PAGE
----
David denied this, stating that he was a Kenyan. The police then challenged him as to why he had untidy hair and facial piercings, preposterously claiming that these are hallmarks of Somali terrorists. They put him in their car and drove him to a nearby barber where they forced him to shave his head. They said that this would "stop confusing them", and they told him to "dress like a decent person" in future.
Mocality is an African startup that has a Kenya-wide business directory. There is no Kenyan yellow pages, so the directory was crowdsourced, paying thousands of Kenyans to help create and validate its database.
When the businesses in Mocality's database started asking them about the premium service they were offering with Google, Mocality was puzzled. They had no joint venture with Google, and they had never charged any business for inclusion in their database. When they examined their server logs, they saw a large number of hits to the records for the businesses that had been cold-called from the same IP range.
So Mocality laid a trap: when that IP range next visited the Mocality site, they fed it fake phone numbers that went to Mocality's own call center, where a Mocality operator pretended to be a business-owner and recorded the conversation. In that conversation, the caller identified himself as a Google employee, calling about a joint Google-Mocality venture, and asking the business to pay Google for a Kenya Business Online website with its own domain on that basis. This was, of course, absolutely fraudulent. There was and is no Google-Mocality joint venture.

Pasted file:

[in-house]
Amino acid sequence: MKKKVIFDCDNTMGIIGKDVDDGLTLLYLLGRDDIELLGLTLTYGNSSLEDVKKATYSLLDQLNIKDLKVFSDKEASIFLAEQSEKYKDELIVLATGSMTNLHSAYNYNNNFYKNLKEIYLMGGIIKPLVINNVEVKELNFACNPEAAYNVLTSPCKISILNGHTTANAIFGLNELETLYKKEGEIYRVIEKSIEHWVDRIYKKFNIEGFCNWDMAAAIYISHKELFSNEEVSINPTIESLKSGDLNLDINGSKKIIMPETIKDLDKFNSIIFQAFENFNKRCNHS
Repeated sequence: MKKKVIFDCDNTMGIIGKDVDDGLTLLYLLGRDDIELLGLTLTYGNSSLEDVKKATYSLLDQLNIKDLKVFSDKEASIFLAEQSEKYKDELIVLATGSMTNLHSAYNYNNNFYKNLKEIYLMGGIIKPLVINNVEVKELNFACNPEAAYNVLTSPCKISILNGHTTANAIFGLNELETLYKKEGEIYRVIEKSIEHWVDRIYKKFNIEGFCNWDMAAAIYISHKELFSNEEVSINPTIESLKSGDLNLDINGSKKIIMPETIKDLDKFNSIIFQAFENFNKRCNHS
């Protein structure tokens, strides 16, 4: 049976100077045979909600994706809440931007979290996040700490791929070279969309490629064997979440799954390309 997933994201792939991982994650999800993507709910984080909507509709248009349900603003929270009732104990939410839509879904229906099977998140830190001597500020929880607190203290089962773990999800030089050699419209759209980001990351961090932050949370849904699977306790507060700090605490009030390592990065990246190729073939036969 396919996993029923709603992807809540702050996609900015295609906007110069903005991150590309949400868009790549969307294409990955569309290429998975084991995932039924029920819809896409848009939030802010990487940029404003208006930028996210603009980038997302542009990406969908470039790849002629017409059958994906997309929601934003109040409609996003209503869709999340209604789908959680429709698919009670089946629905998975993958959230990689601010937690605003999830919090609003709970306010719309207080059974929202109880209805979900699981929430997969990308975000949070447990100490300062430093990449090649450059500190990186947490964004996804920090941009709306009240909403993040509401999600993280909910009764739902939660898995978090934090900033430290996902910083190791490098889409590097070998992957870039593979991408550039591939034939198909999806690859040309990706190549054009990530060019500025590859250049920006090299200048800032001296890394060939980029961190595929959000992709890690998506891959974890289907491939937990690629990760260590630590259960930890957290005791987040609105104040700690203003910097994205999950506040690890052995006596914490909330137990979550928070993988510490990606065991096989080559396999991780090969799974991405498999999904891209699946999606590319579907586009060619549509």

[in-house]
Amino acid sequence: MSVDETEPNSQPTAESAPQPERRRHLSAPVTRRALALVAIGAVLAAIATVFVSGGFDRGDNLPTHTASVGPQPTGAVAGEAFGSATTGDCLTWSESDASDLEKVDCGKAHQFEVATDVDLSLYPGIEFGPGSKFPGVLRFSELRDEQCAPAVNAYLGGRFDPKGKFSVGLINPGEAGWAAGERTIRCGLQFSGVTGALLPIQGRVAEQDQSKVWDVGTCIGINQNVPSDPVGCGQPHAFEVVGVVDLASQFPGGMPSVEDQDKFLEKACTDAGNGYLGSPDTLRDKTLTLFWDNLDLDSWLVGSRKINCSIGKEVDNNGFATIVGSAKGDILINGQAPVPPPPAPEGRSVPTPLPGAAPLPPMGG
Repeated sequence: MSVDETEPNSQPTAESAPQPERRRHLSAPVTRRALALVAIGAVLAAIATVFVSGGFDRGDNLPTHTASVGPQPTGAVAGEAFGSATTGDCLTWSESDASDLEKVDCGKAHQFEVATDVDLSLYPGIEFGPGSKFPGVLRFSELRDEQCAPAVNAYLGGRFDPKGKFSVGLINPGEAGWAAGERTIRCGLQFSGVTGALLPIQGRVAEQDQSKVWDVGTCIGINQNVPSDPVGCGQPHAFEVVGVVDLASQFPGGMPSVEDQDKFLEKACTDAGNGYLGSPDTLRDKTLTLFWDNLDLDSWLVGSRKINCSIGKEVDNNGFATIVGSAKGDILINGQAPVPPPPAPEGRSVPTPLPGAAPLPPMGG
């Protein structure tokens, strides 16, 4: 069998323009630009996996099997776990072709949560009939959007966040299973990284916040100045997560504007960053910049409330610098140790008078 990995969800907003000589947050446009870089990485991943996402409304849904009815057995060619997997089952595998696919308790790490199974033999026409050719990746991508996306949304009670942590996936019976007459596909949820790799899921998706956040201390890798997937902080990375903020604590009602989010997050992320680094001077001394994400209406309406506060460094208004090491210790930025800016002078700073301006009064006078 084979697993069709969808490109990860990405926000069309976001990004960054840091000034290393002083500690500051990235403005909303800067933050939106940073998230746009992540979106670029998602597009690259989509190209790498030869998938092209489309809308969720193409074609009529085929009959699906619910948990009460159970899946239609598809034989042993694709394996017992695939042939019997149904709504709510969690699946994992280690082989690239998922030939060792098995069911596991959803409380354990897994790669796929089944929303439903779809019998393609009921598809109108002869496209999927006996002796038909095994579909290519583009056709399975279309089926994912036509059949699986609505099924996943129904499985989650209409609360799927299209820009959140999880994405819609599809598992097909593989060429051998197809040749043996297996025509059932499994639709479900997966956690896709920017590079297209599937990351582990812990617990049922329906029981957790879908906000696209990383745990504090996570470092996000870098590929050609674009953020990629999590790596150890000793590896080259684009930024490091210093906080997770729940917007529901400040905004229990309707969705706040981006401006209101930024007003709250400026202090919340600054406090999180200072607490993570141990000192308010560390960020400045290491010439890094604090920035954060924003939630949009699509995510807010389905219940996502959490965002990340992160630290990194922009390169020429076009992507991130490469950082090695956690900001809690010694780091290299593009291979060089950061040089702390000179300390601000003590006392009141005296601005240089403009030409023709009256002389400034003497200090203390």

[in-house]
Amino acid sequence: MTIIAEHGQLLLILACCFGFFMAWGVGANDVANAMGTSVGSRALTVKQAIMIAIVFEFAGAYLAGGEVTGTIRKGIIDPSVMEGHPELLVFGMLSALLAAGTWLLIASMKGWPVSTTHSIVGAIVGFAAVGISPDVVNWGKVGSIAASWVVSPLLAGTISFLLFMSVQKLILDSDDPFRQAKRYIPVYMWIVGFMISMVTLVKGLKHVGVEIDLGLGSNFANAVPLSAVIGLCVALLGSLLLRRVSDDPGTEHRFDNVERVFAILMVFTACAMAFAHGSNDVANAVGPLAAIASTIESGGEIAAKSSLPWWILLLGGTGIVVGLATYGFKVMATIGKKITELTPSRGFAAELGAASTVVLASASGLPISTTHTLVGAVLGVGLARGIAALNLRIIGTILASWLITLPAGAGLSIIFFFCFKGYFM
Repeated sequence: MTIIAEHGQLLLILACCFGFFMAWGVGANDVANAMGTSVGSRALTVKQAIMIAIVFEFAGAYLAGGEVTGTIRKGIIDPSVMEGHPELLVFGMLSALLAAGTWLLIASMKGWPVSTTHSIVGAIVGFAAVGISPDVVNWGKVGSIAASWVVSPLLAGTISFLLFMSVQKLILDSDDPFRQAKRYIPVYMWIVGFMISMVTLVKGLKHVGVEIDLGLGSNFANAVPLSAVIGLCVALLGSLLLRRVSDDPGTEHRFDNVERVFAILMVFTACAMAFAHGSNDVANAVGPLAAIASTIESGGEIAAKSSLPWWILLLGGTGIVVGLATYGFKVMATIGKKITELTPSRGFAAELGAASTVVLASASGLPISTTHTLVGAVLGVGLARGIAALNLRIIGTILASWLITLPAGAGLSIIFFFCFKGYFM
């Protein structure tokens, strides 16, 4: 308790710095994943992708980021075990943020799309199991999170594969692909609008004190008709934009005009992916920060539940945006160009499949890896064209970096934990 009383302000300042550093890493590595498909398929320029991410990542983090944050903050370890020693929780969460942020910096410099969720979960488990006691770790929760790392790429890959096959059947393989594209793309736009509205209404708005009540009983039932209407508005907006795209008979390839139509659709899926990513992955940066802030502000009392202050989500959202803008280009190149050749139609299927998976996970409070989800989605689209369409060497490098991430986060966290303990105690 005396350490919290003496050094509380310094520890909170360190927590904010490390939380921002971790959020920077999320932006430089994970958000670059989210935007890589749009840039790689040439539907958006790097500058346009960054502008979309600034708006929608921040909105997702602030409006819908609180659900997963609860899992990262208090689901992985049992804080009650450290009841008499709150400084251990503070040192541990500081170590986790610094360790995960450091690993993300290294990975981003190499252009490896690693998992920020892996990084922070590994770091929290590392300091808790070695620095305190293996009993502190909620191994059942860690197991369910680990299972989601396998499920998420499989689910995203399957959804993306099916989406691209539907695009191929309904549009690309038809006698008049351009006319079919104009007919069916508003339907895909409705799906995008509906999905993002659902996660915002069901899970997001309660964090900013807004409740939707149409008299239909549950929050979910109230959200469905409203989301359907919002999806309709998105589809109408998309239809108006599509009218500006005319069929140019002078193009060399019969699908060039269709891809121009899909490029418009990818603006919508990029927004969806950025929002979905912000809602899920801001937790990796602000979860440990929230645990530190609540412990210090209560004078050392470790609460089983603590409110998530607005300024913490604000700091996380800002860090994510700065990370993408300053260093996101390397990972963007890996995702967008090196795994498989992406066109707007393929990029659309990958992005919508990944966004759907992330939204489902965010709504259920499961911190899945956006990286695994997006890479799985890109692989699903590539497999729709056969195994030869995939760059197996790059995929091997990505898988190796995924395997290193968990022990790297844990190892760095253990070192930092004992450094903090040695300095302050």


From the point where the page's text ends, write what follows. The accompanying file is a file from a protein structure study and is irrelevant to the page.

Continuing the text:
Shortly after, that IP range stopped visiting Mocality's servers, but another range, this one registered to Google's Mountain View headquarters [edit: this address has previously been used to conduct official Google business in India], began to query its database. Again, Mocality served a fake result with its own call-center number, and an hour later, they received a call from someone identifying herself as working on Google's behalf, asking for money for a joint Google-Mocality product. Read the rest